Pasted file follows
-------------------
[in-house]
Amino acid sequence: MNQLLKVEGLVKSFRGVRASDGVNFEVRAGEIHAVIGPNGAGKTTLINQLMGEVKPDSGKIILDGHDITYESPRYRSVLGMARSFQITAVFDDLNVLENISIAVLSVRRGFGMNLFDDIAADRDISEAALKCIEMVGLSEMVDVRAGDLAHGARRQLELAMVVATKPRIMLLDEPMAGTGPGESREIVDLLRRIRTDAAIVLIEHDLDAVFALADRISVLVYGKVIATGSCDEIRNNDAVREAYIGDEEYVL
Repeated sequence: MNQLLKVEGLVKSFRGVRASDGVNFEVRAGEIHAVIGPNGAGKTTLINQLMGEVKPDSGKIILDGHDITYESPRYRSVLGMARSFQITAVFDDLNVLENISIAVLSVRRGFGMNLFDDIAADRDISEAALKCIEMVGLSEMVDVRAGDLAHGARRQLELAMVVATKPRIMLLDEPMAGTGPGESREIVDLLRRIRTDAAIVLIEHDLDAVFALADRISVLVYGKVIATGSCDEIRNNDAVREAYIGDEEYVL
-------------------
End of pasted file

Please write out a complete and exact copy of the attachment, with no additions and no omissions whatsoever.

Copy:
[in-house]
Amino acid sequence: MNQLLKVEGLVKSFRGVRASDGVNFEVRAGEIHAVIGPNGAGKTTLINQLMGEVKPDSGKIILDGHDITYESPRYRSVLGMARSFQITAVFDDLNVLENISIAVLSVRRGFGMNLFDDIAADRDISEAALKCIEMVGLSEMVDVRAGDLAHGARRQLELAMVVATKPRIMLLDEPMAGTGPGESREIVDLLRRIRTDAAIVLIEHDLDAVFALADRISVLVYGKVIATGSCDEIRNNDAVREAYIGDEEYVL
Repeated sequence: MNQLLKVEGLVKSFRGVRASDGVNFEVRAGEIHAVIGPNGAGKTTLINQLMGEVKPDSGKIILDGHDITYESPRYRSVLGMARSFQITAVFDDLNVLENISIAVLSVRRGFGMNLFDDIAADRDISEAALKCIEMVGLSEMVDVRAGDLAHGARRQLELAMVVATKPRIMLLDEPMAGTGPGESREIVDLLRRIRTDAAIVLIEHDLDAVFALADRISVLVYGKVIATGSCDEIRNNDAVREAYIGDEEYVL